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Dinosaur Heart Story from NYT/AP



Here's an AP story I lifted from the New York Times
concerning this heart-rending story.

Incidentally, they also found a South Dakota driver's
license in its pocket, confirming one of my own pet
hypotheses.

                         *  *  *

By JOHN NOBLE WILFORD

The Associated Press 
 
The heart of "Willo," top, is on display at the North
Carolina Museum of Natural Sciences in Raleigh, North
Carolina. An X-ray suggests that the dinosaur may have
had a four-chambered heart typical of warm-blooded
animals, instead of the simpler reptile heart. At
bottom, the skeleton is so well preserved that
66-million-year-old tendons are visible along the
spinal column. 

There it was, they reported today, in the chest cavity
of a dinosaur's fossil skeleton uncovered in South
Dakota. Encased in a natural sarcophogus of stone, the
heart was the size of a grapefruit and had fossilized
into reddish-brown stone 66 million years ago. 

Examining the stony material with computerized imaging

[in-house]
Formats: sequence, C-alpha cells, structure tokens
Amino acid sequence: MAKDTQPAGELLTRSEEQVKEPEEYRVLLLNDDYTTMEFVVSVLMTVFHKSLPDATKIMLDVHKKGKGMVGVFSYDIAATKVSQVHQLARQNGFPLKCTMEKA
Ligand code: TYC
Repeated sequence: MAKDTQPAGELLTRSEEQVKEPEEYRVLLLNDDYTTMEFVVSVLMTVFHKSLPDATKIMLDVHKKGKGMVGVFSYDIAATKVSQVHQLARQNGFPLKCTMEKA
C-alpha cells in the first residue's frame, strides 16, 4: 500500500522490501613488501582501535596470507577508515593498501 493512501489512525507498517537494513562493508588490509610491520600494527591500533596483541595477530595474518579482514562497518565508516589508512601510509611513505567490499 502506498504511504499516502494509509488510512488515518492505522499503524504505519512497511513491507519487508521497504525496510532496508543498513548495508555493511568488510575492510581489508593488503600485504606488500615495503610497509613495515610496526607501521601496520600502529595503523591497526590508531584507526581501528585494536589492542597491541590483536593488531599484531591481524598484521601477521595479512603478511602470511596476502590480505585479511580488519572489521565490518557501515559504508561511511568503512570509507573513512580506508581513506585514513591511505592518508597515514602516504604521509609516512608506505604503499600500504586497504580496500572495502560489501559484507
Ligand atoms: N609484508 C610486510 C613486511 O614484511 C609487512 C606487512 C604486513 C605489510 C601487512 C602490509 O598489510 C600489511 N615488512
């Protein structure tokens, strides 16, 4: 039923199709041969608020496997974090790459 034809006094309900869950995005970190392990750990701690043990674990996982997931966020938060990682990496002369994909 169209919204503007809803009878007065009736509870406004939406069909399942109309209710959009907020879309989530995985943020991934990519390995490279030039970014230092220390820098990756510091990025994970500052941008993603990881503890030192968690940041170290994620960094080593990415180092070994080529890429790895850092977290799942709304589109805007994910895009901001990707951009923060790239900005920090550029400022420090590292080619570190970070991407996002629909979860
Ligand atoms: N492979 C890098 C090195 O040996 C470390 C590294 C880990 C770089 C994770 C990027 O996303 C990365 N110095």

technology, scientists came upon an even bigger
surprise, one that could profoundly change theories of
dinosaur physiology and the place of at least some of
these fabulous creatures in the evolutionary history
of life. Visible traces of the heart's internal
structure revealed, the discoverers said, that the
organ was more like the heart of a bird or mammal than
any known reptile. 

"It's truly amazing that this animal seems to have had
such a highly evolved heart," Dr. Dale A. Russell of
the North Carolina Museum of Natural Sciences in
Raleigh said in announcing the find. "The implications
completely floored me." 

The evidence for a four-chambered heart with a single
aorta, Dr. Russell and his colleagues concluded,
strongly suggested that this and perhaps many other
dinosaurs had higher metabolisms than other reptiles.
If this is true, they may have been warm-blooded
instead of cold-blooded like other reptiles and thus
could have engaged in more sustained activity in
foraging and fighting, in chasing prey or escaping
predators. Such advanced hearts are capable of
distributing more completely oxygenated blood
throughout the body. 

The findings also seemed to strengthen the hypothesis,
which has gained considerable support in recent years,
that some dinosaurs were ancestors of today's birds,
which are warm-blooded. 

"It's pretty surprising that they would find something
like this," said Dr. Mark A. Norell, a dinosaur
paleontologist at the American Museum of Natural
History in New York City, who was not involved in the
discovery. "It's exciting to see another set of data
to bolster our case for a close relationship between
dinosaurs and birds." 

Dr. Norell said that Dr. Russell was an experienced
dinosaur researcher with a reputation for cautious
work. But others in the field will need to evaluate
all the data from the analysis, he said, not just what